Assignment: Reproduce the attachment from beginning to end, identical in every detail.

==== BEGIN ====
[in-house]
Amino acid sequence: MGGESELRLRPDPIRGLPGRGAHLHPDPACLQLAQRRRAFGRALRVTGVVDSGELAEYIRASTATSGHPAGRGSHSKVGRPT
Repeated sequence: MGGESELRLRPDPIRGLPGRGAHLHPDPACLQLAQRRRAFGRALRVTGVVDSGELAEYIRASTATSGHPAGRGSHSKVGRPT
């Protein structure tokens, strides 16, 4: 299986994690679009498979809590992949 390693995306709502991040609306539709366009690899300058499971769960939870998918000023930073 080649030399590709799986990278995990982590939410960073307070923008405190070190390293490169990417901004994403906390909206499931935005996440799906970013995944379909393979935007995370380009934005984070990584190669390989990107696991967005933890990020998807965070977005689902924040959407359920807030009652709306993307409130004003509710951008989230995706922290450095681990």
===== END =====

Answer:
[in-house]
Amino acid sequence: MGGESELRLRPDPIRGLPGRGAHLHPDPACLQLAQRRRAFGRALRVTGVVDSGELAEYIRASTATSGHPAGRGSHSKVGRPT
Repeated sequence: MGGESELRLRPDPIRGLPGRGAHLHPDPACLQLAQRRRAFGRALRVTGVVDSGELAEYIRASTATSGHPAGRGSHSKVGRPT
């Protein structure tokens, strides 16, 4: 299986994690679009498979809590992949 390693995306709502991040609306539709366009690899300058499971769960939870998918000023930073 080649030399590709799986990278995990982590939410960073307070923008405190070190390293490169990417901004994403906390909206499931935005996440799906970013995944379909393979935007995370380009934005984070990584190669390989990107696991967005933890990020998807965070977005689902924040959407359920807030009652709306993307409130004003509710951008989230995706922290450095681990």